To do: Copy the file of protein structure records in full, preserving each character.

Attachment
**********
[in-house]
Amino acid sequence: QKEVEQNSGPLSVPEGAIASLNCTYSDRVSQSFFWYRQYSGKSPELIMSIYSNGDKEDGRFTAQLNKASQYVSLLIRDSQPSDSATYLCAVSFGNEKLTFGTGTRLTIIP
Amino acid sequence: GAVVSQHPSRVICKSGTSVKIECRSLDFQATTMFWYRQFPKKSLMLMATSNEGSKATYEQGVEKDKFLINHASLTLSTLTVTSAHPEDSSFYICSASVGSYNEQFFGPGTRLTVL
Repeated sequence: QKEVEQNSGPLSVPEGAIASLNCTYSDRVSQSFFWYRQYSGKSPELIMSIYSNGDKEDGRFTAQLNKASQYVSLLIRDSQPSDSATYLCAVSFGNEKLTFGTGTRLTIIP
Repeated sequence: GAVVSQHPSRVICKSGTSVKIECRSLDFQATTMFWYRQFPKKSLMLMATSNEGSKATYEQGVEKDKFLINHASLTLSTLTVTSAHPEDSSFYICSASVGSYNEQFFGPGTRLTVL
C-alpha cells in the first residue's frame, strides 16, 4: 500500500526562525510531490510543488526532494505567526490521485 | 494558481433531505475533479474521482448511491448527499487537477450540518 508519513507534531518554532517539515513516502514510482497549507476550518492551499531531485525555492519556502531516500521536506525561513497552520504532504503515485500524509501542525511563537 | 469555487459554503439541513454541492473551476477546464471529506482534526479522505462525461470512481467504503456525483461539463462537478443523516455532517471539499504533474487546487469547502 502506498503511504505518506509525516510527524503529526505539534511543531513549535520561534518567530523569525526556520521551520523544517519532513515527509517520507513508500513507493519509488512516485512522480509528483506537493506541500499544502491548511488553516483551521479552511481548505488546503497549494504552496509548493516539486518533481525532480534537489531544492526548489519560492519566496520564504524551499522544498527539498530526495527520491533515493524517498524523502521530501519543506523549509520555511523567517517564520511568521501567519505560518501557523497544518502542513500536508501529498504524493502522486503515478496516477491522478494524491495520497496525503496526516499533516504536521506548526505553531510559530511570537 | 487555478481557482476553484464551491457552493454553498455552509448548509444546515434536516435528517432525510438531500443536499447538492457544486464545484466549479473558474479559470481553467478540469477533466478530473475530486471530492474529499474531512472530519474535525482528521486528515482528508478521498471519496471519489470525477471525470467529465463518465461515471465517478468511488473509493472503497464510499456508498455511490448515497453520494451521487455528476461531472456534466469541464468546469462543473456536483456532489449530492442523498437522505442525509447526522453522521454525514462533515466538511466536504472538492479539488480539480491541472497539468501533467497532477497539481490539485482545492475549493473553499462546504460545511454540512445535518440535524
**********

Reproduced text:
[in-house]
Amino acid sequence: QKEVEQNSGPLSVPEGAIASLNCTYSDRVSQSFFWYRQYSGKSPELIMSIYSNGDKEDGRFTAQLNKASQYVSLLIRDSQPSDSATYLCAVSFGNEKLTFGTGTRLTIIP
Amino acid sequence: GAVVSQHPSRVICKSGTSVKIECRSLDFQATTMFWYRQFPKKSLMLMATSNEGSKATYEQGVEKDKFLINHASLTLSTLTVTSAHPEDSSFYICSASVGSYNEQFFGPGTRLTVL
Repeated sequence: QKEVEQNSGPLSVPEGAIASLNCTYSDRVSQSFFWYRQYSGKSPELIMSIYSNGDKEDGRFTAQLNKASQYVSLLIRDSQPSDSATYLCAVSFGNEKLTFGTGTRLTIIP
Repeated sequence: GAVVSQHPSRVICKSGTSVKIECRSLDFQATTMFWYRQFPKKSLMLMATSNEGSKATYEQGVEKDKFLINHASLTLSTLTVTSAHPEDSSFYICSASVGSYNEQFFGPGTRLTVL
C-alpha cells in the first residue's frame, strides 16, 4: 500500500526562525510531490510543488526532494505567526490521485 | 494558481433531505475533479474521482448511491448527499487537477450540518 508519513507534531518554532517539515513516502514510482497549507476550518492551499531531485525555492519556502531516500521536506525561513497552520504532504503515485500524509501542525511563537 | 469555487459554503439541513454541492473551476477546464471529506482534526479522505462525461470512481467504503456525483461539463462537478443523516455532517471539499504533474487546487469547502 502506498503511504505518506509525516510527524503529526505539534511543531513549535520561534518567530523569525526556520521551520523544517519532513515527509517520507513508500513507493519509488512516485512522480509528483506537493506541500499544502491548511488553516483551521479552511481548505488546503497549494504552496509548493516539486518533481525532480534537489531544492526548489519560492519566496520564504524551499522544498527539498530526495527520491533515493524517498524523502521530501519543506523549509520555511523567517517564520511568521501567519505560518501557523497544518502542513500536508501529498504524493502522486503515478496516477491522478494524491495520497496525503496526516499533516504536521506548526505553531510559530511570537 | 487555478481557482476553484464551491457552493454553498455552509448548509444546515434536516435528517432525510438531500443536499447538492457544486464545484466549479473558474479559470481553467478540469477533466478530473475530486471530492474529499474531512472530519474535525482528521486528515482528508478521498471519496471519489470525477471525470467529465463518465461515471465517478468511488473509493472503497464510499456508498455511490448515497453520494451521487455528476461531472456534466469541464468546469462543473456536483456532489449530492442523498437522505442525509447526522453522521454525514462533515466538511466536504472538492479539488480539480491541472497539468501533467497532477497539481490539485482545492475549493473553499462546504460545511454540512445535518440535524